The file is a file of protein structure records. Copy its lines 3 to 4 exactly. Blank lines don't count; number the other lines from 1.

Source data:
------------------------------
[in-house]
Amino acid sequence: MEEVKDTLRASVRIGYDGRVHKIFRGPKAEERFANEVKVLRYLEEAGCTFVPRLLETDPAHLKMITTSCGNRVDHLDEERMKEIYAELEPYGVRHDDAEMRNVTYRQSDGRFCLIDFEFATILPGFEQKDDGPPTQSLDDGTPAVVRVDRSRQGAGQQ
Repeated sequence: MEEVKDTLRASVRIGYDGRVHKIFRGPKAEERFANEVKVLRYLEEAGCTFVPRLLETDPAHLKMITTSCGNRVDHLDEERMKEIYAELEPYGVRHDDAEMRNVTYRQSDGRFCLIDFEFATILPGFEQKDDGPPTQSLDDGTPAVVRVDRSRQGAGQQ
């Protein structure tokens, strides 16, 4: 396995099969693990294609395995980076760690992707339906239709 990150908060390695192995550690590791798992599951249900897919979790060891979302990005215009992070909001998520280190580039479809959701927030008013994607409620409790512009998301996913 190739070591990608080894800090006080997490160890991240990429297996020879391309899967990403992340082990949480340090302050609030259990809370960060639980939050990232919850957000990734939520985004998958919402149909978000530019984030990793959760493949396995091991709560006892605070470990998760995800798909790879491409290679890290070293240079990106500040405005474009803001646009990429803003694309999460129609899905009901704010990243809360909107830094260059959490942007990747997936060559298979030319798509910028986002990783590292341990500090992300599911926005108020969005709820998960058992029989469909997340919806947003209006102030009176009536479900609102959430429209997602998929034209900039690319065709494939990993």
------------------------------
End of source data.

Repeated sequence: MEEVKDTLRASVRIGYDGRVHKIFRGPKAEERFANEVKVLRYLEEAGCTFVPRLLETDPAHLKMITTSCGNRVDHLDEERMKEIYAELEPYGVRHDDAEMRNVTYRQSDGRFCLIDFEFATILPGFEQKDDGPPTQSLDDGTPAVVRVDRSRQGAGQQ
């Protein structure tokens, strides 16, 4: 396995099969693990294609395995980076760690992707339906239709 990150908060390695192995550690590791798992599951249900897919979790060891979302990005215009992070909001998520280190580039479809959701927030008013994607409620409790512009998301996913 190739070591990608080894800090006080997490160890991240990429297996020879391309899967990403992340082990949480340090302050609030259990809370960060639980939050990232919850957000990734939520985004998958919402149909978000530019984030990793959760493949396995091991709560006892605070470990998760995800798909790879491409290679890290070293240079990106500040405005474009803001646009990429803003694309999460129609899905009901704010990243809360909107830094260059959490942007990747997936060559298979030319798509910028986002990783590292341990500090992300599911926005108020969005709820998960058992029989469909997340919806947003209006102030009176009536479900609102959430429209997602998929034209900039690319065709494939990993």